When Will India Become A Superpower? | NowThis World


Over the past two decades, India has gone
from a developing economy to one of the fastest growing economies in the world. Today it reigns as an emerging superpower,
with significant growth in nearly all areas: population, financial markets, military and
more. In 1998, APJ Abdul Kalam, the soon-to-be 11th
President of India predicted the country would achieve superpower status by the year 2020. So, we wanted to know, is that goal still
realistic, and when WILL India become a superpower? Well, in some areas, India has far surpassed
expectations. In the early 1990s, a series of neoliberal
economic policies focused on capitalist growth rather than a long term socialist economy. This resulted in a GDP jump from about 500
billion dollars in 2002, to 2 and a quarter trillion dollars in 2017, one of the most
significant increases in recent history. On the back of this dramatic growth, millions
in India have been lifted out of poverty, and since the early 2000s, the country has
been on track to double average income. After China and the United States, India has
the third most purchasing power on earth, making them a strong contender for superpower
status based on economic influence alone. Another major sign of a superpower is military
might, and in this arena, India has also shown huge increases in spending and global cooperation. Over the past decade, India has tripled its
defense expenditures, and as of 2016 was the fifth largest military spender in the world. Prime Minister Narendra Modi has announced
plans to focus on arms production, as currently India imports more weapons than any other
country, accounting for a massive portion of its 55 billion dollar defense budget. As of 2017, Global Firepower ranks India as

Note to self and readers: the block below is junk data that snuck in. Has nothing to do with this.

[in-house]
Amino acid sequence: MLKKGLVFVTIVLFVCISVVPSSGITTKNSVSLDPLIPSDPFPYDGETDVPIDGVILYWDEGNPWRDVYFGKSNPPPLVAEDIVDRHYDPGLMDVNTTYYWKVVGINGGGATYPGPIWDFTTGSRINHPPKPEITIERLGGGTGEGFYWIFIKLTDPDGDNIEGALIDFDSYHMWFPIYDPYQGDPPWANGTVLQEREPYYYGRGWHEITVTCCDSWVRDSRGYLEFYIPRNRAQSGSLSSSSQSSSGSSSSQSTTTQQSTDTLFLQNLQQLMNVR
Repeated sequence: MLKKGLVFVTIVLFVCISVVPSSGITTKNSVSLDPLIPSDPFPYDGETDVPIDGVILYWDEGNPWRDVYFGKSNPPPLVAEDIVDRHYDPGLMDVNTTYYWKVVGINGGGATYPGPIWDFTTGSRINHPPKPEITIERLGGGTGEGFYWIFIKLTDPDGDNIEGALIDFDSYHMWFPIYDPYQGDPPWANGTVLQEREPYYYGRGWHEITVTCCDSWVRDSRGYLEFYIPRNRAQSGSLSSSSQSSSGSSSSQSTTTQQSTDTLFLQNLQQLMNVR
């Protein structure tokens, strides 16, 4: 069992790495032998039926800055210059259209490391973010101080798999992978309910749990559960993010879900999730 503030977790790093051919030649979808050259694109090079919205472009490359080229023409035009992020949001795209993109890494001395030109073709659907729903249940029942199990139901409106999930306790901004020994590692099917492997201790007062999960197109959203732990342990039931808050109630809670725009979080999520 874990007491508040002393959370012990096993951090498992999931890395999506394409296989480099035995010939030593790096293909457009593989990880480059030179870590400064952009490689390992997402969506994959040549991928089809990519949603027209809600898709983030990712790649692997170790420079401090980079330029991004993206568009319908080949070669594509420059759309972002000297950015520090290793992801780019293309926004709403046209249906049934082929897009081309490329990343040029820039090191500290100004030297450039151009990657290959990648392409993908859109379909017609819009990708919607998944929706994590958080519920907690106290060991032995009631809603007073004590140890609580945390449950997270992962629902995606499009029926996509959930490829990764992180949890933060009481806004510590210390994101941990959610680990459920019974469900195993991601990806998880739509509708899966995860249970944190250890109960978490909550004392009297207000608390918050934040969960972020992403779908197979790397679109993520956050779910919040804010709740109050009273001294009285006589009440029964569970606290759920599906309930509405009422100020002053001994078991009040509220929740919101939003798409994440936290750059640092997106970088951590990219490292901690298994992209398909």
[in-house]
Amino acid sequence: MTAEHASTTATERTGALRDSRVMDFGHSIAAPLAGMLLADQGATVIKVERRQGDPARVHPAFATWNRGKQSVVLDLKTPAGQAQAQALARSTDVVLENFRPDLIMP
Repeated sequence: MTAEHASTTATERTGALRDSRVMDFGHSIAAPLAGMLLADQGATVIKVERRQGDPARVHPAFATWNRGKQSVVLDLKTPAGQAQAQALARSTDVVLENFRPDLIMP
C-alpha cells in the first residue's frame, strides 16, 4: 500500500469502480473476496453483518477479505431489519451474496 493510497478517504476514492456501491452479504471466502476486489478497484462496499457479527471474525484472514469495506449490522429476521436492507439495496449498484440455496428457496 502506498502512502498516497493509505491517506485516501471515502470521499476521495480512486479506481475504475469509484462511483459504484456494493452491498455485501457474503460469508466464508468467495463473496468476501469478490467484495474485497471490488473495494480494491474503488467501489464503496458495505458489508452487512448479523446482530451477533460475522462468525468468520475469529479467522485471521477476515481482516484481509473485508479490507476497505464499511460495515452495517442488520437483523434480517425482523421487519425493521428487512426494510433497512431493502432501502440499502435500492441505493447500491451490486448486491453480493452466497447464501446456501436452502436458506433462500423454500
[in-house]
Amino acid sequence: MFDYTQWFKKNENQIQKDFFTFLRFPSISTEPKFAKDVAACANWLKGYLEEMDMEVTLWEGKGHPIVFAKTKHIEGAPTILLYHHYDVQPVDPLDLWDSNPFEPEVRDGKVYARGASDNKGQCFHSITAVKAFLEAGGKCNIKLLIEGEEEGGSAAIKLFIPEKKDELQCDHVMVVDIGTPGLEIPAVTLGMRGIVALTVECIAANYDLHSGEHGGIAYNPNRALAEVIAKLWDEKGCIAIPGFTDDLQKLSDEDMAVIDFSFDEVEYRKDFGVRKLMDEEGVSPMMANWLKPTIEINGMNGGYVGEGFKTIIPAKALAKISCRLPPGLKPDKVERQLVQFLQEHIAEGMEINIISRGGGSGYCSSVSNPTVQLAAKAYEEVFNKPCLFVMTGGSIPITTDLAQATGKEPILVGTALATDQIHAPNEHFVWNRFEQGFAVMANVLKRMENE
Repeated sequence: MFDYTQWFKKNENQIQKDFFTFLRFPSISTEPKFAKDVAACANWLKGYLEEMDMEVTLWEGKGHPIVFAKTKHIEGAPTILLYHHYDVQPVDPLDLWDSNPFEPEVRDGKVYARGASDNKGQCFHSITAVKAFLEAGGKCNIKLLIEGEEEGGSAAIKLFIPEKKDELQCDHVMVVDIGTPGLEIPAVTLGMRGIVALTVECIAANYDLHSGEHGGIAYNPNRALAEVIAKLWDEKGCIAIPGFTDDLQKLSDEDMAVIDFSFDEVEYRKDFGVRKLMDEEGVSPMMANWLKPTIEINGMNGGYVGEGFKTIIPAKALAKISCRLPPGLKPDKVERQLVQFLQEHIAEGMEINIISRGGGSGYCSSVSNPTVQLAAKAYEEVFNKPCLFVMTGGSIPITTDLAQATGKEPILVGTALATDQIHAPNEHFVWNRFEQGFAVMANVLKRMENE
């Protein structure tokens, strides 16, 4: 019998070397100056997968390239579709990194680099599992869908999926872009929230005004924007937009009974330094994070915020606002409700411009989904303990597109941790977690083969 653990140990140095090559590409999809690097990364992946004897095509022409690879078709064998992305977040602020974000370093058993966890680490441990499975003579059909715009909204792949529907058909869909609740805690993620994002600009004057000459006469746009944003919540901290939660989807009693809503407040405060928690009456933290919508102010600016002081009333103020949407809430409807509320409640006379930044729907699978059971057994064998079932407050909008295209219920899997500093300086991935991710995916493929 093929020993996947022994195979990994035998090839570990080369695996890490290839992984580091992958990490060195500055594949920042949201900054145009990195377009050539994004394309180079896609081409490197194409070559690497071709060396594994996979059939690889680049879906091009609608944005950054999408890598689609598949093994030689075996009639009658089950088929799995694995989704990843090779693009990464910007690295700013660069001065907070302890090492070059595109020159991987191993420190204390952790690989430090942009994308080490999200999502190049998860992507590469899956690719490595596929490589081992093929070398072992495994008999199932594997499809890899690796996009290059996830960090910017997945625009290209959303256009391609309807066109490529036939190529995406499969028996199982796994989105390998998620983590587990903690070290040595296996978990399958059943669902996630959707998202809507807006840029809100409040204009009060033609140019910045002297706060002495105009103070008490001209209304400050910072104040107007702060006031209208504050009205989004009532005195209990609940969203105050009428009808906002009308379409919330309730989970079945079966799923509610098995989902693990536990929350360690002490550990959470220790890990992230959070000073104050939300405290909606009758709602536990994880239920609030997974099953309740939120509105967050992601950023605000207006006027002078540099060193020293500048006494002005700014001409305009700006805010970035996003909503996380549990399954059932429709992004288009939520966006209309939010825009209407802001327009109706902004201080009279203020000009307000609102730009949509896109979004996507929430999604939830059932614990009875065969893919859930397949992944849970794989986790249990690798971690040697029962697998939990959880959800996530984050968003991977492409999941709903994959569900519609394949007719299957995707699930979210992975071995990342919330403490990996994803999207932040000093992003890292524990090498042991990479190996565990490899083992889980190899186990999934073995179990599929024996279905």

the fourth most powerful military on earth. Notably, India is one of the few nuclear-ready
countries. And in fact, this military power has meant
that India is able to forge strong geopolitical alliances in Asia, particularly as a US ally. The United States has ongoing counter-terrorism
efforts in both Afghanistan and Pakistan, both of which border India. As such, India has provided the US use of
its military bases, and serves as an important counterpoint in the region against China,
another emerging superpower. India is even close to a permanent seat on
the UN Security Council, having been repeatedly elected, and with the support of the US, the
UK, Russia, and France. Even China has supported a larger role for
India within the United Nations. All of these major achievements, coupled with
being the second largest population in the world, and the single largest democratic nation,
would suggest that India is well on its way to being a preeminent superpower. But India still faces major developmental
challenges. Widespread issues such as corruption in government,
the use of bribery, and sweeping nepotism are significant hurdles to overcome. A 2005 study found that more than 9 out of
10 Indians had at one point paid a bribe to a public official, and globally, India ranks
79th in corruption. India also still struggles with extreme income
inequality, and a caste system that while improving, is still very much a social problem. Based on one’s ethnicity and family, people
in India are segregated for opportunities like college admission, career, living conditions,
even salary. While aspects of the country’s economy,
industrialization, and military are well on their way to being a superpower, as with any
other country, there are still social conditions to address. But these hurdles are not intractable, and
have steadily improved over the past decade. As 2020 approaches, fewer and fewer academics
and political analysts believe India has enough time left, with estimates revising India’s
timeline to superpower by 2030, following the European Union and China. The question isn’t whether or not India
WILL be a superpower, but what KIND of superpower it wants to be. Many economists have predicted that India’s
economic growth has long to go before it drops off. Some have even suggested India will surpass
the US economy in just a few decades. To learn how, check out this video to the
right. Thanks for watching NowThis World, don’t
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